March 28, 1984.
Appeal from the District Court, Hennepin County, Delila F. Pierce, J.
Ellen L. Maas, Lindsay G. Arthur, Jr., Arthur, Chapman Michaelson, P.A., Minneapolis, for appellant.
Peter W. Riley, DeParcq, Perl, Hunegs, Rudquist Koenig, P.A., Minneapolis, for respondent.
Heard, considered and decided by POPOVICH, C.J., and WOZNIAK and LANSING, JJ.
This appeal arises from an order denying appellant Safeco Insurance Company of America's (Safeco) motion to vacate an arbitration award reached pursuant to the uninsured motorist provision of respondent Dorothy Stariha's insurance policy with Safeco. Mrs. Stariha was awarded $47,500 plus interest for injuries she received in an automobile accident on December 31, 1980.
Appellant claims that failure to disclose existence of an attorney-client relationship between the neutral arbitrator, Robert Austin, and respondent's attorney, Richard Hunegs of the DeParcq law firm, constitutes "fraud or other undue means" or "evident partiality" requiring vacation of the arbitration award under Minn.Stat. § 572.19.
On September 22, 1983, the trial court ruled that the attorney-client relationship between the neutral arbitrator and respondent's attorney was insignificant and immaterial and did not constitute "fraud or other undue means" or "evident partiality." The court also ruled that Safeco's application to vacate on the grounds of evident partiality was time-barred under the 90-day limitation of Minn.Stat. § 572.19, subd. 2.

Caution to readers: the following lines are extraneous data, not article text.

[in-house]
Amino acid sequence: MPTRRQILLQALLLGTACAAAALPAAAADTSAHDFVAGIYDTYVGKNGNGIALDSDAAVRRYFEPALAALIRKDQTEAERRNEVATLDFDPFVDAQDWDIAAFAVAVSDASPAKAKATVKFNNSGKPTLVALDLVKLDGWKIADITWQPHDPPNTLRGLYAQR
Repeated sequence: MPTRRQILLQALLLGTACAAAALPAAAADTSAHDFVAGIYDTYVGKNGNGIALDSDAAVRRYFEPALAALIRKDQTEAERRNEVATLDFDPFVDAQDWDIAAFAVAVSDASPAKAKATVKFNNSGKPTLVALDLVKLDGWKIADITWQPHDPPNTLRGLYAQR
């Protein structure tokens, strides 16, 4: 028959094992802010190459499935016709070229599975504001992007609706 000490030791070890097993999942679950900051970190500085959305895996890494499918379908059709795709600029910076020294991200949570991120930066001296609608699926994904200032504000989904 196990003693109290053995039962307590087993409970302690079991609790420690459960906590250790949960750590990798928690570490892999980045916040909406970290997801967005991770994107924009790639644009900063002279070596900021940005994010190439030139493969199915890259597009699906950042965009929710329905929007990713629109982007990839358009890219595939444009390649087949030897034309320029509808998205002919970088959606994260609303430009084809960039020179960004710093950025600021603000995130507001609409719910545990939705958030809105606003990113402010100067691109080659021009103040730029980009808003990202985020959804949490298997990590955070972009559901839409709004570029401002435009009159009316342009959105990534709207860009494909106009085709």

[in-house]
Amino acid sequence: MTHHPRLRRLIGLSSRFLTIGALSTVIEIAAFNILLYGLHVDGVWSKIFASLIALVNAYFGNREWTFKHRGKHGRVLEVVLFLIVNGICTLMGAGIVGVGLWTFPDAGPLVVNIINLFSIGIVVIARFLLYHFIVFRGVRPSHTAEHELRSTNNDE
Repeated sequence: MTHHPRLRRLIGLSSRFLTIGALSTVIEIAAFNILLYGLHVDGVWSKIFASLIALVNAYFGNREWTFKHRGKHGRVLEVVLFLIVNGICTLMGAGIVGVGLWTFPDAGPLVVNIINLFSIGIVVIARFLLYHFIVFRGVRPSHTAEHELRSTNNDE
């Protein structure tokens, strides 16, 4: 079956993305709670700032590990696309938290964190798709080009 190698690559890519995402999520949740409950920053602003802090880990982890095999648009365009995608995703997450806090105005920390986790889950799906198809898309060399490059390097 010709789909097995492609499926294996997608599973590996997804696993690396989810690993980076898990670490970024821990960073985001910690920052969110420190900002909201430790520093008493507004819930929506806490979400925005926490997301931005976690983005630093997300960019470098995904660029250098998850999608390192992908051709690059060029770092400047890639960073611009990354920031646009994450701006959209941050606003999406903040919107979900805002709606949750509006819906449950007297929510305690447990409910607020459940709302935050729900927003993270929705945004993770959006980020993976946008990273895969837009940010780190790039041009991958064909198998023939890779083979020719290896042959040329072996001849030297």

The trial court issued its order denying Safeco's motion on October 19, 1983. Safeco now appeals from that order. We affirm.
Respondent Dorothy Stariha was injured in an automobile accident on December 31, 1980. She was a passenger in a car being driven by her husband. They were hit by an uninsured driver, whose fault was never in doubt. Mrs. Stariha made a claim against her insurer, Safeco, for uninsured motorist benefits under her policy which provides $100,000 of coverage.
Mrs. Stariha retained Richard Hunegs of DeParcq, Perl, Hunegs, Rudquist Koenig, P.A., on April 2, 1982. On June 4, 1982, Mr. Hunegs demanded that Safeco arbitrate Mrs. Stariha's uninsured motorist claim and named James R. Schwebel as his arbitrator. On August 31, 1982, Safeco's attorney, Robert Kettering, appointed an arbitrator for appellant, Peter Van Bergen.
The applicable Safeco policy also provided that the two arbitrators appointed by the parties select the third, neutral arbitrator. On November 10, 1982, Mr. Schwebel and Mr. Van Bergen agreed to appoint Robert M. Austin as the neutral arbitrator. It is this appointment of Mr. Austin as an arbitrator that forms the basis of Safeco's application to vacate.
The extent of the attorney-client relationship complained of is Mr. Austin's representation of the DeParcq firm in a declaratory judgment action against St. Paul Fire and Marine in January 1982 seeking legal defense for the firm for certain lawsuits against it.
Mr. Austin and the DeParcq firm claim that they did not attempt to conceal their attorney-client relationship. Mr. Austin said that he did not feel it was necessary to disclose his role as attorney "as it would not and did not in any way influence or affect" his judgment.
The arbitration hearing was held on January 27, 1983. As Safeco admitted the liability of the uninsured motorist, only damages were at issue. Mrs. Stariha, represented by Peter W. Riley of the DeParcq firm, presented the testimony of herself and her husband, copies of all medical reports, the insurance policy, Mrs. Stariha's deposition, and a list of special damages. Mrs. Stariha also presented the live testimony of her two treating physicians. Safeco did not present evidence or witnesses.